The normal, waking state causes a particular brain wave pattern called Beta. There are five primary brain wave states in all. Beta is in company with those of Alpha, Theta, and Delta (Mu is the name given to a sudden burst of synchronous activity in several parts of the brain) . A beta brain wave state is characterized by about 12 to 30 oscillations per cycle, or 12.5 Hz to around 20.8 Hz. The higher beta states are not associated with regular waking consciousness as the lower are. Low amplitude beta waves are akin to a busy, restless, active mind. On the other extreme are Delta waves. These waves create a deep, relaxed consciousness, almost like sleep. While a truly ‘healing’ brain wave pattern is a combination of all four brain wave oscillations, it helps to imagine what occurs in the brain when these patterns interact.
Neural oscillation occurs when there is a repetitive and rhythmic cycle in the brain and central nervous system. It is a complex science, but rhythmic activity, called entrainment, can happen in numerous ways. First, there can be a conversation between particular synapses in the brain, and secondly, there is a post-synaptic, harmonic undulation that happens in even the nerve membranes. If you imagine the brain’s neuronal firing like the waves created by a pebble thrown in a lake, with cohesive and interfering patterns which are made as another pebble in thrown in the same lake, just slightly apart from the first. The interruption of the pattern of the two waves causes a third movement in the water, and so on. When the brain waves start moving as if pebbles are thrown in a perfect, harmonizing pattern, the subsequent activity becomes more harmonious, that is, it changes our brain wave state to reveal the depths of the lake, instead of just the surface ripples. Hans Berger was one of the first modern scientists to understand brain wave oscillation induced by sound, but the ancient sages and yogis of Tibet and India also knew that sound could alter the body physiology.
“If we accept that sound is vibration and we know that vibration touches every part of our physical being, then we understand that sound is heard not only through our ears but through every cell in our bodies. One reason sound heals on a physical level is because it so deeply touches and transforms us on the emotional and spiritual planes. Sound can redress imbalances on every level of physiologic functioning and can play a positive role in the treatment of virtually any medical disorder.” Dr. Mitchell Gaynor, director of Medical Oncology and Integrative Medicine at the Cornell Cancer Prevention Center in NY
The true esoteric knowledge of the Tibetan singing bowl almost disappeared due to the communist rule and Chinese military occupation of Tibet in the 1950s. It has been a mere 20 years or so since they were first introduced in any wide spread fashion to the western world. While there have been many experiences among both high ranking lamas in Tibet and westerners who hear certain bowls, the most profound is the experience of receiving a ‘teaching’ specifically form the hearing of the music the bowl produces. It is in the teachings of the ancient lamas of Tibet, that every bowl, or even certain objects found in nature, like a conch shell or a crystal, or a man made object forged of steel or wood, like a gong or a drum, has a certain song, and in it great wisdom to be taught to those who have a clear enough mind to hear.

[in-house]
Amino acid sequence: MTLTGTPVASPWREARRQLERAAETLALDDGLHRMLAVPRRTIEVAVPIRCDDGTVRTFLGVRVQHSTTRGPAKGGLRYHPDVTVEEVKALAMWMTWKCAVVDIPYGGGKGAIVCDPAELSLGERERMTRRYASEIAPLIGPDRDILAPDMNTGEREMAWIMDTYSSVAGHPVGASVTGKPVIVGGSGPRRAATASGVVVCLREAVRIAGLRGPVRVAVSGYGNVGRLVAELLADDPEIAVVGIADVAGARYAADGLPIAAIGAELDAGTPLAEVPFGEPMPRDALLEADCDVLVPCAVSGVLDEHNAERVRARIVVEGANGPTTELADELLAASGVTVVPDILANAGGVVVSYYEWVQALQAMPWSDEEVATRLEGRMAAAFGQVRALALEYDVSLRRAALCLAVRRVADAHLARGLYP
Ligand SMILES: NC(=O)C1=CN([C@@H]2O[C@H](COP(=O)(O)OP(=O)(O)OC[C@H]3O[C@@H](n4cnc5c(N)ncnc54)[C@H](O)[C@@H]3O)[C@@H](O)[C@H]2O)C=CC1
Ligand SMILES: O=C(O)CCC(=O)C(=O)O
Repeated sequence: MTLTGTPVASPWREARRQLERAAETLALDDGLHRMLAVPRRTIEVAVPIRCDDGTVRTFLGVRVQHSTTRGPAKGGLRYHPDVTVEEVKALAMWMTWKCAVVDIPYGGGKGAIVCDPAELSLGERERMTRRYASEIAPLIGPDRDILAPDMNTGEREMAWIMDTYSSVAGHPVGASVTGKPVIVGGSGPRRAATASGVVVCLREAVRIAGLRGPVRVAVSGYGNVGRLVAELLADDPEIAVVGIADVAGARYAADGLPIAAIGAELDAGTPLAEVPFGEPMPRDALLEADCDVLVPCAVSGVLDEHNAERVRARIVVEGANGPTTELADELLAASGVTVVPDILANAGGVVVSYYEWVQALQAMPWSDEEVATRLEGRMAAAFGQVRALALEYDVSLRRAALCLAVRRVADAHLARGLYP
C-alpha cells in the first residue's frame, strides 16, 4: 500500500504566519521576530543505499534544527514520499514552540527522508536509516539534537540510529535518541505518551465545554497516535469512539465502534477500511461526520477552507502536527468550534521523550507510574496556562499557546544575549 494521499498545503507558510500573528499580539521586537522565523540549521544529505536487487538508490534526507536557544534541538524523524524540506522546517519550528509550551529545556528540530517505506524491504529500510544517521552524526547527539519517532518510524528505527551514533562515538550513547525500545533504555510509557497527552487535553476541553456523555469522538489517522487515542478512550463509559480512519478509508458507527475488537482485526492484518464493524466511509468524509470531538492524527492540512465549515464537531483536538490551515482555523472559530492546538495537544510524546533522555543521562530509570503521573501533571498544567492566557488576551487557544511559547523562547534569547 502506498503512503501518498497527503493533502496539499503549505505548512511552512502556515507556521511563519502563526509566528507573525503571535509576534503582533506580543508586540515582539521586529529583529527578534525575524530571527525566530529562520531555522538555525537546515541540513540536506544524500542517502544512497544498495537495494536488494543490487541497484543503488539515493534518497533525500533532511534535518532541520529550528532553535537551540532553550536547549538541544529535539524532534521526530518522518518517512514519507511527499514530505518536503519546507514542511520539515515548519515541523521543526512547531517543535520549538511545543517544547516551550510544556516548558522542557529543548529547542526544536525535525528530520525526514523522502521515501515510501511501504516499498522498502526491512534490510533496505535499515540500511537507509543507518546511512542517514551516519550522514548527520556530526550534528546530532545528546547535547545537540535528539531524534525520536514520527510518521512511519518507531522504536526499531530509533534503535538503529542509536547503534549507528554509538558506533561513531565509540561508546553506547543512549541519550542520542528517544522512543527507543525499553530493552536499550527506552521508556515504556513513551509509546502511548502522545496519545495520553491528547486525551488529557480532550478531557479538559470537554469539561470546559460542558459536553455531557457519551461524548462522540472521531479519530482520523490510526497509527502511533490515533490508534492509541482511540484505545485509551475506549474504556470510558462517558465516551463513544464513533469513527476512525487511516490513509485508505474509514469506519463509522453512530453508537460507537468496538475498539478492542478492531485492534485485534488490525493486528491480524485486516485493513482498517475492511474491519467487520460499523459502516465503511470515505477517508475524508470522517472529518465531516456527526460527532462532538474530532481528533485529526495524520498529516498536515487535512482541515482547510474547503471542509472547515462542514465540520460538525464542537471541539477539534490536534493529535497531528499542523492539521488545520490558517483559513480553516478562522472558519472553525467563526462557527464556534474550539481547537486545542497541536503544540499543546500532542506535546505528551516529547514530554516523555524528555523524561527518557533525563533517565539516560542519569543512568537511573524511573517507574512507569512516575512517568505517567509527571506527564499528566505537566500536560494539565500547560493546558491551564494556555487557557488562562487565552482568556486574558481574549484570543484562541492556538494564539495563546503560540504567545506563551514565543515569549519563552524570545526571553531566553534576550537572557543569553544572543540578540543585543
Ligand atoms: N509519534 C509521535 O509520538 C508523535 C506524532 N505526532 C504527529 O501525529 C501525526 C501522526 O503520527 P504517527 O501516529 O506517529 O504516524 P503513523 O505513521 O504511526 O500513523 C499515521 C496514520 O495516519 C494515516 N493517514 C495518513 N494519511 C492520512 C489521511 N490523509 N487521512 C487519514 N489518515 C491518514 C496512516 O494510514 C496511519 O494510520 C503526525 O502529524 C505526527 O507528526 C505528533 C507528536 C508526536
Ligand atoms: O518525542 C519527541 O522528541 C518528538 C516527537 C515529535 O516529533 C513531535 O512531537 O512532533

In modern scientific terms, we understand that certain sounds cause the brain to oscillate differently. We can create, with the ‘song’ of the Tibetan singing bowls, a brain wave state with unleashes great creative potential in the brain. We can unleash long-held emotions of pain and guilt, so that they can be purged form the physical body. We can hear the song of the conch or the drum and change our mental state from one of busyness and agitation to one of great contentment and peace. This is the true music therapy. In a recent article on Science Daily, entitled “Music Therapy May Offer Hope for People With Depression” it stated that people who participated in clinical studies to prove the efficacy of music as a therapeutic tool not only received benefit from the treatment but also were more likely to be compliant with the program that with more ‘traditional’ treatments such as psychotherapy and psychological evaluations. The BBC also recently reported that ‘Music Therapy Helps ‘Treat’ Depression.’
While science is just beginning to understand the song of the Tibetan singing bowl, ancient Hawaiians knew the conch could heal, as well as the music of the waves combined with an ukulele. The ancient Indians knew sound could heal with mantra repetition, created with the human voice. The monks of Rome, circa 590-604 understood that music could heal, as evidenced by Gregorian chant. Toning, or using the human voice to create sound, and thus brain wave pattern changes, has been used by a multitude of cultures for eons. American Indians used drums and chants to invoke certain states of mind as did the spinning Sufis of the 12th century. Using sound as medicine is not a new endeavor, but it is, indeed, effective beyond what we may even conceive.
Christina Sarich is a musician, yogi, humanitarian and freelance writer who channels many hours of studying Lao Tzu, Paramahansa Yogananda, Rob Brezny, Miles Davis, and Tom Robbins into interesting tidbits to help you Wake up Your Sleepy Little Head, and See the Big Picture. Her blog is Yoga for the New World.
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